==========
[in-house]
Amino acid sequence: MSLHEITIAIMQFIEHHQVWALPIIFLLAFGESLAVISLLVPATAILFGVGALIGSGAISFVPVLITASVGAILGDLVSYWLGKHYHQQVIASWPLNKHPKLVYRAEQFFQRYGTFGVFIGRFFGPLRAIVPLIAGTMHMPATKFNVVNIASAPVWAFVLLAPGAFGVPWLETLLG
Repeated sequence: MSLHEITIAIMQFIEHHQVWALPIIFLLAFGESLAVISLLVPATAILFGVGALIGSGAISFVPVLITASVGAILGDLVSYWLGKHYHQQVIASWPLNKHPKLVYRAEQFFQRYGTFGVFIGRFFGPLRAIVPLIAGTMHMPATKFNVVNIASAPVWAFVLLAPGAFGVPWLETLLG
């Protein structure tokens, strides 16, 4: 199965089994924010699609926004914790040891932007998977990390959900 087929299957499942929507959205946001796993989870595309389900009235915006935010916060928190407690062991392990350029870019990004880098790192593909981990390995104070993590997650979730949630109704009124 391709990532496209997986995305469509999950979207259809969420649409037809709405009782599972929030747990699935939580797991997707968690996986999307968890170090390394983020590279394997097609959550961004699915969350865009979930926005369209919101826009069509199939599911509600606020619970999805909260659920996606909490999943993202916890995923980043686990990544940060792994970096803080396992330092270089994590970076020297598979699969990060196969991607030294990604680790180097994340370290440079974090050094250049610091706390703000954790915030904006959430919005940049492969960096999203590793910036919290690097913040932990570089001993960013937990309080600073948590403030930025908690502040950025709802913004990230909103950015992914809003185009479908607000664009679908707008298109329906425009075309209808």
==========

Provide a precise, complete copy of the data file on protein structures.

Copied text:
[in-house]
Amino acid sequence: MSLHEITIAIMQFIEHHQVWALPIIFLLAFGESLAVISLLVPATAILFGVGALIGSGAISFVPVLITASVGAILGDLVSYWLGKHYHQQVIASWPLNKHPKLVYRAEQFFQRYGTFGVFIGRFFGPLRAIVPLIAGTMHMPATKFNVVNIASAPVWAFVLLAPGAFGVPWLETLLG
Repeated sequence: MSLHEITIAIMQFIEHHQVWALPIIFLLAFGESLAVISLLVPATAILFGVGALIGSGAISFVPVLITASVGAILGDLVSYWLGKHYHQQVIASWPLNKHPKLVYRAEQFFQRYGTFGVFIGRFFGPLRAIVPLIAGTMHMPATKFNVVNIASAPVWAFVLLAPGAFGVPWLETLLG
């Protein structure tokens, strides 16, 4: 199965089994924010699609926004914790040891932007998977990390959900 087929299957499942929507959205946001796993989870595309389900009235915006935010916060928190407690062991392990350029870019990004880098790192593909981990390995104070993590997650979730949630109704009124 391709990532496209997986995305469509999950979207259809969420649409037809709405009782599972929030747990699935939580797991997707968690996986999307968890170090390394983020590279394997097609959550961004699915969350865009979930926005369209919101826009069509199939599911509600606020619970999805909260659920996606909490999943993202916890995923980043686990990544940060792994970096803080396992330092270089994590970076020297598979699969990060196969991607030294990604680790180097994340370290440079974090050094250049610091706390703000954790915030904006959430919005940049492969960096999203590793910036919290690097913040932990570089001993960013937990309080600073948590403030930025908690502040950025709802913004990230909103950015992914809003185009479908607000664009679908707008298109329906425009075309209808």